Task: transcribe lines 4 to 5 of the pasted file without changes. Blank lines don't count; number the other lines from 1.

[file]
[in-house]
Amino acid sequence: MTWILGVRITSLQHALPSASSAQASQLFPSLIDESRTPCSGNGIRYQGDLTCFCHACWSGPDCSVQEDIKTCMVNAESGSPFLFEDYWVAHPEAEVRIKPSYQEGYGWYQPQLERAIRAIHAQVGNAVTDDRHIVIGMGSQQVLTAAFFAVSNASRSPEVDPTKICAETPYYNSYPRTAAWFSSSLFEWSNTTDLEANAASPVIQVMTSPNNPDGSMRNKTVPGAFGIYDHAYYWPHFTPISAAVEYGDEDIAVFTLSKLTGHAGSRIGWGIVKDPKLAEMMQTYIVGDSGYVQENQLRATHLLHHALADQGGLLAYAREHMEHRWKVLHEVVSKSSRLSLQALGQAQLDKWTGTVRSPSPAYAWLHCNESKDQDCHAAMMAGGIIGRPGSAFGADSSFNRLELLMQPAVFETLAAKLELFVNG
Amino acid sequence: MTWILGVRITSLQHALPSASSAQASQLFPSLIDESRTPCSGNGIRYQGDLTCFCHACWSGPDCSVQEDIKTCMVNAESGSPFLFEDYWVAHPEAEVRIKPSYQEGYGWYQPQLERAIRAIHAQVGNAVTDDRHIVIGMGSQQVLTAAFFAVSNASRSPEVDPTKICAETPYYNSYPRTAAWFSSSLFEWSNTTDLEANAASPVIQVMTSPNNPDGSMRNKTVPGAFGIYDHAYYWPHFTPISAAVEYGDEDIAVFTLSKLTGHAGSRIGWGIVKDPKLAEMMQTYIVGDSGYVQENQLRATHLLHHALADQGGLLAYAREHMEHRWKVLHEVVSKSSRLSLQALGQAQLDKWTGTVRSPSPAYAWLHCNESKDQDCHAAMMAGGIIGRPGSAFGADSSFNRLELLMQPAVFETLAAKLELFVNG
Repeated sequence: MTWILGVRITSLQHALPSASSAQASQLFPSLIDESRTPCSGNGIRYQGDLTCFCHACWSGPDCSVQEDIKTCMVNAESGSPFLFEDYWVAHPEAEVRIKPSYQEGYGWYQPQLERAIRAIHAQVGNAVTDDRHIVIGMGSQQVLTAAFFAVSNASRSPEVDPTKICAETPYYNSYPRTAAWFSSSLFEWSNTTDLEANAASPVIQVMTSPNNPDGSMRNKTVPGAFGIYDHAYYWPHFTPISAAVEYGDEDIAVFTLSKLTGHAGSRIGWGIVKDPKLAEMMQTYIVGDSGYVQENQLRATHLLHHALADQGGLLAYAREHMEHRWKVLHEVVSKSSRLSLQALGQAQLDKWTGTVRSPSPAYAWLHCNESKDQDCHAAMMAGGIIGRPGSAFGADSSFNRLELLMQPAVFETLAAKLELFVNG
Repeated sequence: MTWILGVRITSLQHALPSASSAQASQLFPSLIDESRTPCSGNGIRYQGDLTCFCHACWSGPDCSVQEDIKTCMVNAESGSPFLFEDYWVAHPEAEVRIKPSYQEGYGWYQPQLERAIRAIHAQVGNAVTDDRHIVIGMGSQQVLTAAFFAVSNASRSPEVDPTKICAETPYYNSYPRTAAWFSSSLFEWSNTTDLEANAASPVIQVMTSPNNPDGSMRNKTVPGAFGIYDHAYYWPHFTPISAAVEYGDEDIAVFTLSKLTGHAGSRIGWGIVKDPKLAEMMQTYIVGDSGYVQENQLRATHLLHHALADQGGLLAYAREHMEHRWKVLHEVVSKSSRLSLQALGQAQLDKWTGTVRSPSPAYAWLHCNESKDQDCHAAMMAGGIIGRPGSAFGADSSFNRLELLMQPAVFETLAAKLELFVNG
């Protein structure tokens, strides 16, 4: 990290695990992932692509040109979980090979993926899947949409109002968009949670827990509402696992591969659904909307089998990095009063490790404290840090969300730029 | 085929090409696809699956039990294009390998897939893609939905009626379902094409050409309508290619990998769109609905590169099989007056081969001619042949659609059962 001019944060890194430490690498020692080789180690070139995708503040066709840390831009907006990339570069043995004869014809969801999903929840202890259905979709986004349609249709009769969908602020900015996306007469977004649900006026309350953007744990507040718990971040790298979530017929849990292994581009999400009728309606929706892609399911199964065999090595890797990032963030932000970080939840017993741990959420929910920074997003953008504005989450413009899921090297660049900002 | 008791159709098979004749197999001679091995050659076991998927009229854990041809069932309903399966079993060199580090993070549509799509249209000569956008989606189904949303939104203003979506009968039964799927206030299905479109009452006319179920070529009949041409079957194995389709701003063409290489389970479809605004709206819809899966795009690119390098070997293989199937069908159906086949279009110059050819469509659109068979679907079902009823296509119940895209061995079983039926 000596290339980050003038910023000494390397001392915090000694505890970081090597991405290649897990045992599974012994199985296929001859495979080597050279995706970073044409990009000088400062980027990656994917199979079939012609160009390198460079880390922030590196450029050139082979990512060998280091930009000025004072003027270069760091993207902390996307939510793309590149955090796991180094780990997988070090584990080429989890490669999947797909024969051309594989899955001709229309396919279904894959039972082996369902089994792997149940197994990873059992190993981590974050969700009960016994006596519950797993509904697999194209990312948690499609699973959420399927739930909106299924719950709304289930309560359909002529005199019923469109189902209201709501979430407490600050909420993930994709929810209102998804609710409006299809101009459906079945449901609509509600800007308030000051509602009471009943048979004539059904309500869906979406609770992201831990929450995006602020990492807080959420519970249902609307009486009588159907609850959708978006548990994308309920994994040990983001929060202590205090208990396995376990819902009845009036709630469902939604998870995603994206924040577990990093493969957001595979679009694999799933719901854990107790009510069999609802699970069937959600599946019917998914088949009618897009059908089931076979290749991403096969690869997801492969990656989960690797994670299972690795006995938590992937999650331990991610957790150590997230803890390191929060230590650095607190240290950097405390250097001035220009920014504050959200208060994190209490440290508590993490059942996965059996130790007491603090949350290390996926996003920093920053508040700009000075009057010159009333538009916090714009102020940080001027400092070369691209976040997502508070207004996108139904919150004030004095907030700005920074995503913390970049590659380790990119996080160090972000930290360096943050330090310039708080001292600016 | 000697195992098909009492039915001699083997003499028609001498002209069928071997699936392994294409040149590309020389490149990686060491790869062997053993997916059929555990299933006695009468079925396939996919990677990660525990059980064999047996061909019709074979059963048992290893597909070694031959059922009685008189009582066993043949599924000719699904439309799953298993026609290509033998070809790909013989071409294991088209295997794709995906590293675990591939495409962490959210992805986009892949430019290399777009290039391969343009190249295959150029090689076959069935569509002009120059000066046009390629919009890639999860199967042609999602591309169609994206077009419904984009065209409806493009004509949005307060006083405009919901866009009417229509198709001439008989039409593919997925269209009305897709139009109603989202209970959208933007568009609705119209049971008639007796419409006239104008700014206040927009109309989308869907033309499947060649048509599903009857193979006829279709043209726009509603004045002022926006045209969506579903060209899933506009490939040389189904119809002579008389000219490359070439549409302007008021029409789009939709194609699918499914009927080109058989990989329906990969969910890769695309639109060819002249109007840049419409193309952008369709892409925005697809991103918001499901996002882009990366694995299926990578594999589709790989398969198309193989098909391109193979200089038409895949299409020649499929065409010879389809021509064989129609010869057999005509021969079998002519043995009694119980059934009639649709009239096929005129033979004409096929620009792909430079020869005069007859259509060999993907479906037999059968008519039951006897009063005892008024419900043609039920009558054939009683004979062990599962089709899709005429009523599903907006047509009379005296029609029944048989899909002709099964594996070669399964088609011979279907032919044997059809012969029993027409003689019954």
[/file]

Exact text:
Repeated sequence: MTWILGVRITSLQHALPSASSAQASQLFPSLIDESRTPCSGNGIRYQGDLTCFCHACWSGPDCSVQEDIKTCMVNAESGSPFLFEDYWVAHPEAEVRIKPSYQEGYGWYQPQLERAIRAIHAQVGNAVTDDRHIVIGMGSQQVLTAAFFAVSNASRSPEVDPTKICAETPYYNSYPRTAAWFSSSLFEWSNTTDLEANAASPVIQVMTSPNNPDGSMRNKTVPGAFGIYDHAYYWPHFTPISAAVEYGDEDIAVFTLSKLTGHAGSRIGWGIVKDPKLAEMMQTYIVGDSGYVQENQLRATHLLHHALADQGGLLAYAREHMEHRWKVLHEVVSKSSRLSLQALGQAQLDKWTGTVRSPSPAYAWLHCNESKDQDCHAAMMAGGIIGRPGSAFGADSSFNRLELLMQPAVFETLAAKLELFVNG
Repeated sequence: MTWILGVRITSLQHALPSASSAQASQLFPSLIDESRTPCSGNGIRYQGDLTCFCHACWSGPDCSVQEDIKTCMVNAESGSPFLFEDYWVAHPEAEVRIKPSYQEGYGWYQPQLERAIRAIHAQVGNAVTDDRHIVIGMGSQQVLTAAFFAVSNASRSPEVDPTKICAETPYYNSYPRTAAWFSSSLFEWSNTTDLEANAASPVIQVMTSPNNPDGSMRNKTVPGAFGIYDHAYYWPHFTPISAAVEYGDEDIAVFTLSKLTGHAGSRIGWGIVKDPKLAEMMQTYIVGDSGYVQENQLRATHLLHHALADQGGLLAYAREHMEHRWKVLHEVVSKSSRLSLQALGQAQLDKWTGTVRSPSPAYAWLHCNESKDQDCHAAMMAGGIIGRPGSAFGADSSFNRLELLMQPAVFETLAAKLELFVNG